Helpful Food Rituals
Many of you might have food rituals which do not serve your recovery—logging calories for every morsel that goes into your mouth, always eating items in a particular order, weighing yourself after eating, or finishing whatever you started eating just because. These rituals are unhealthy because they are rigid, often occur outside your awareness, and their purpose is to reduce anxiety. They hurt you because they feed your obsessions about food and weight.
There are other rituals which actually can improve your relationship with food, ones that will remind you about and guide you toward following the rules of “normal” eating. Performing these rites repeatedly will help you acquire new habits—just as you learned the unhealthy rituals mentioned above—so that you automatically respond in a healthier way to food.
For example, every time you think about eating, ask yourself, “How hungry am I?” If the answer is that you’re hungry enough to eat, then go for honoring your hunger. If your response is that you’re not very hungry, ask yourself, “What am I feeling?” Getting in the groove of asking these two questions will go a long way toward feeding your body when it needs nourishment and avoiding mindless eating. You might start every eating experience by thinking or saying aloud a positive remark such as, “I will eat this food ‘normally’,” or by expressing gratitude that you are able to nourish yourself well.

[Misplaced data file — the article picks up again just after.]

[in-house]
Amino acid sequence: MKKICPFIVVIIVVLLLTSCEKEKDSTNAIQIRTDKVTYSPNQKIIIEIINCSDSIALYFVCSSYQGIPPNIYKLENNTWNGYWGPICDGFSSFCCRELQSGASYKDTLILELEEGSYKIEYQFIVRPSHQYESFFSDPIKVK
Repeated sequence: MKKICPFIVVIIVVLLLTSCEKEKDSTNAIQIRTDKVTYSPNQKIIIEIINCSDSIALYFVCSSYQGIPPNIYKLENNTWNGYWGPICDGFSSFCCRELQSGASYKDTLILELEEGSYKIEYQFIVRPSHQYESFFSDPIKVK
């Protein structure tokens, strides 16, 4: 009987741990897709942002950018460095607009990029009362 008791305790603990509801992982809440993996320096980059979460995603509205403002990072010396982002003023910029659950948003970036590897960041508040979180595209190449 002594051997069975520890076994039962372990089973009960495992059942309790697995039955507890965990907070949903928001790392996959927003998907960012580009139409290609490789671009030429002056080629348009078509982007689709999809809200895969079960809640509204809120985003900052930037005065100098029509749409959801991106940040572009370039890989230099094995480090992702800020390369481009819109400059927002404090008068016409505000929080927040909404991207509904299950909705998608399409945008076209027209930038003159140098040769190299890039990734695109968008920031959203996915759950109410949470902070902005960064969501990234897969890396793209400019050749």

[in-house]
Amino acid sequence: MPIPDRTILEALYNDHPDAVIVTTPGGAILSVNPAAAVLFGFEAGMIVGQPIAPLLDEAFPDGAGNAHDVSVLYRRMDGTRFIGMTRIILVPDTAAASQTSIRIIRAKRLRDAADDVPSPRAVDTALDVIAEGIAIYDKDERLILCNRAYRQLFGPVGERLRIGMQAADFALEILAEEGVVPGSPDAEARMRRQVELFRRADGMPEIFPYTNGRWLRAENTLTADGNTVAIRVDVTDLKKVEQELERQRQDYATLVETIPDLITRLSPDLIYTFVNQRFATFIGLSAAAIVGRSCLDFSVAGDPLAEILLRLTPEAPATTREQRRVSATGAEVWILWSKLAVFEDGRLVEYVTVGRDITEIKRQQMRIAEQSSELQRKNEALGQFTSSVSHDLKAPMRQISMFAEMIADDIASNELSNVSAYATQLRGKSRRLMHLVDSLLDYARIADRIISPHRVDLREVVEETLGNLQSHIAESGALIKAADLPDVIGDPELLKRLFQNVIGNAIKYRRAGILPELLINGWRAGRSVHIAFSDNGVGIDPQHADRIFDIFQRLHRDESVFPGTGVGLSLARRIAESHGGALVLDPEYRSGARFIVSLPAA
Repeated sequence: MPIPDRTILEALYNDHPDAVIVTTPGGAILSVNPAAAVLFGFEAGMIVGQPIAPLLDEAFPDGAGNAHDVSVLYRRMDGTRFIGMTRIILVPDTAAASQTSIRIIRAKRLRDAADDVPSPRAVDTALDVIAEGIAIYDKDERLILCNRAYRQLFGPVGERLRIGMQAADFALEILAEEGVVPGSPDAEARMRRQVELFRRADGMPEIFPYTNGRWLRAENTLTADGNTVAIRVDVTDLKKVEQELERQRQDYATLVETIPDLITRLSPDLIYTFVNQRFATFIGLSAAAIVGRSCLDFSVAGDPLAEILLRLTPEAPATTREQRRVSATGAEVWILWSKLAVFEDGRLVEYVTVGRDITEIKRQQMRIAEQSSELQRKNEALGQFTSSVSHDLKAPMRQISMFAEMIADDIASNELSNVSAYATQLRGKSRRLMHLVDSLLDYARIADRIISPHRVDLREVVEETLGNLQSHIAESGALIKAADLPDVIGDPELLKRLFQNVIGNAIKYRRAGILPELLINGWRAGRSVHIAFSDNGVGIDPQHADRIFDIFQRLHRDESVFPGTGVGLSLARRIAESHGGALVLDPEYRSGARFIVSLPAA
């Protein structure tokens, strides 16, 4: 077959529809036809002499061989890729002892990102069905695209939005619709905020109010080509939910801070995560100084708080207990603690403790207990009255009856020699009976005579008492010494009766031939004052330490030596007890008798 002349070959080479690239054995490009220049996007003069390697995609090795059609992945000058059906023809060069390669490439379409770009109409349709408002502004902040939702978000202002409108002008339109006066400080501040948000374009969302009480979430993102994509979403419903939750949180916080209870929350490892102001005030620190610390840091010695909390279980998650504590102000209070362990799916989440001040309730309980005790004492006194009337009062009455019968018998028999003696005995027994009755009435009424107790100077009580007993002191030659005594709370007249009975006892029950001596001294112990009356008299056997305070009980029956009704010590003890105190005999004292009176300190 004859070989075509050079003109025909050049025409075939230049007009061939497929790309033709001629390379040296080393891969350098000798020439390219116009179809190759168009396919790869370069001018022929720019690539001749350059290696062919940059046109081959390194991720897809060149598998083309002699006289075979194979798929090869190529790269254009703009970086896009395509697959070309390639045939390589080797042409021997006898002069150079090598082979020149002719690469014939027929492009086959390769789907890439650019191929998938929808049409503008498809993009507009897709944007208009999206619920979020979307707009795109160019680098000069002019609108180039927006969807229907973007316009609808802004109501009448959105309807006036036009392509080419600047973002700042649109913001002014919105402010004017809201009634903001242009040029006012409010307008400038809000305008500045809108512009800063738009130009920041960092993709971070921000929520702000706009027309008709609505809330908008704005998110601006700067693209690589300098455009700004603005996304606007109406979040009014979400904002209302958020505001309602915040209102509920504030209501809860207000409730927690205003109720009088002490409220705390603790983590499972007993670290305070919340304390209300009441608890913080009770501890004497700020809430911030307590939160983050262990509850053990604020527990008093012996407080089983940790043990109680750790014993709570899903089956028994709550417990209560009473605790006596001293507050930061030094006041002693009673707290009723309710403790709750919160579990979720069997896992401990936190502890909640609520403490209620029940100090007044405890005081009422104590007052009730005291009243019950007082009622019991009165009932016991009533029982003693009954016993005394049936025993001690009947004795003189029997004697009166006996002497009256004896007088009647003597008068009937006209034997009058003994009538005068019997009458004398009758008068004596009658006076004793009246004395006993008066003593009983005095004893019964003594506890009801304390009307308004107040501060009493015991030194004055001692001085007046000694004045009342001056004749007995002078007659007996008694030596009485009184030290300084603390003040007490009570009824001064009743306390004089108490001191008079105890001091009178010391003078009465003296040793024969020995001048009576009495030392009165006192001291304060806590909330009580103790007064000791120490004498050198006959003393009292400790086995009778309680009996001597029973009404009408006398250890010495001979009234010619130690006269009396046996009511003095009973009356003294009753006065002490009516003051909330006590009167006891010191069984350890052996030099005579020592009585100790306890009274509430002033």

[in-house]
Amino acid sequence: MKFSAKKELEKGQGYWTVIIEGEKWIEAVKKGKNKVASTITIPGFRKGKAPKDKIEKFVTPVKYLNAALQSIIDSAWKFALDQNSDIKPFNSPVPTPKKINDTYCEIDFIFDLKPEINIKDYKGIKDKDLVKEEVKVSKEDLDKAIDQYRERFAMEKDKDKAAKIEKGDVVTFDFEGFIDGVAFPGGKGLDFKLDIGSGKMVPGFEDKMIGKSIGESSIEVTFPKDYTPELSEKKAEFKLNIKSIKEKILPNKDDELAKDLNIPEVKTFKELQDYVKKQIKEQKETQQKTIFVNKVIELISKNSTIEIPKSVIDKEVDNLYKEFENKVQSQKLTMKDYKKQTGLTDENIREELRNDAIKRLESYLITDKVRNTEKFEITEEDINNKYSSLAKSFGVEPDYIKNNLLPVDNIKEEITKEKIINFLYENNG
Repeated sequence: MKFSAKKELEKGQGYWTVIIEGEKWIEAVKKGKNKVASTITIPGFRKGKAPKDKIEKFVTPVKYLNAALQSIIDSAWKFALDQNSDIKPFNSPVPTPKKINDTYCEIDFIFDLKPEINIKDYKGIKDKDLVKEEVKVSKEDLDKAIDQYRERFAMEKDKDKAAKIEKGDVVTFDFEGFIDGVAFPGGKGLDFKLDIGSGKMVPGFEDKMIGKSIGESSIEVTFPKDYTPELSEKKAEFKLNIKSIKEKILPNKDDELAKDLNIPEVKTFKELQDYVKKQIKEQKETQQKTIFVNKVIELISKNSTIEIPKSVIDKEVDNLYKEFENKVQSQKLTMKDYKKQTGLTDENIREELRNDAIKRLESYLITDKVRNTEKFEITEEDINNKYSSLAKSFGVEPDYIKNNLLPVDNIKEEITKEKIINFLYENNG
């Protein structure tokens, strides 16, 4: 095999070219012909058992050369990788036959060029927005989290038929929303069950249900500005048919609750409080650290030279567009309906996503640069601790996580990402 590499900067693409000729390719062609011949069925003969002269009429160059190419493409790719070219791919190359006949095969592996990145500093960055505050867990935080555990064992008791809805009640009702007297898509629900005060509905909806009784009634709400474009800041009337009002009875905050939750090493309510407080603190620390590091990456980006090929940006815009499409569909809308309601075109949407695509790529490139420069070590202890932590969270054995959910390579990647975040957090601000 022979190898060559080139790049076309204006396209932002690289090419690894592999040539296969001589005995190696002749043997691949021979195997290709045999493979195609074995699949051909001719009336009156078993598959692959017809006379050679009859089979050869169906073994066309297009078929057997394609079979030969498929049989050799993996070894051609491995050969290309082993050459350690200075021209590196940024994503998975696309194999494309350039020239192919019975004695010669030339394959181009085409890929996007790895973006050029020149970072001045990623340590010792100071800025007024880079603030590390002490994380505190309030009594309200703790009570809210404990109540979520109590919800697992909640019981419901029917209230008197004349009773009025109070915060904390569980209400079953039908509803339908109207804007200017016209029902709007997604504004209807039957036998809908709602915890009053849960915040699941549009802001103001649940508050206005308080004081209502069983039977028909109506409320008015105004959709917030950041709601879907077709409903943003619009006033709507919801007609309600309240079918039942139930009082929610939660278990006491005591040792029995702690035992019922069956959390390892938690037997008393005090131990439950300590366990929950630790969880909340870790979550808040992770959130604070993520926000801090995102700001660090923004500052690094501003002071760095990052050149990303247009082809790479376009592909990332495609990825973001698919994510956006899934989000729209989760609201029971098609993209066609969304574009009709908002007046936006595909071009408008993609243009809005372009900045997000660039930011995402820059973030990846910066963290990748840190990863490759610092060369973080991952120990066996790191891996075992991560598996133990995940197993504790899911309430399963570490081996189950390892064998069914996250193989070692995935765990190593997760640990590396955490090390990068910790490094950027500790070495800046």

Another ritual relates to selecting satisfying food. Rather than just grab anything available, stop and run through a list of foods you might enjoy—something sweet, sour, hot, cold, bland, soupy, crisp, spicy, etc. Write these descriptions on a card and whip it out when you’re hungry enough to eat. You could also include the following routine to help you stay conscious of finding food pleasurable: when you’re eating, set a timer for every two or three minutes, stop eating, and rate your enjoyment. Go through the same process to recognize whether you’re full or satisfied, that is, by stopping at pre-identified intervals for a satiation check. Sometimes it’s useful to set the timer away from where you’re eating so that you have to get up and reset it, giving you time to think about your response. You might also keep a card which asks, “Am I still hungry/Am I satisfied?” and glance at it as you eat.
Practice positive food rituals regularly and eventually you will not need to put a great deal of attention on them as they become more natural and ingrained.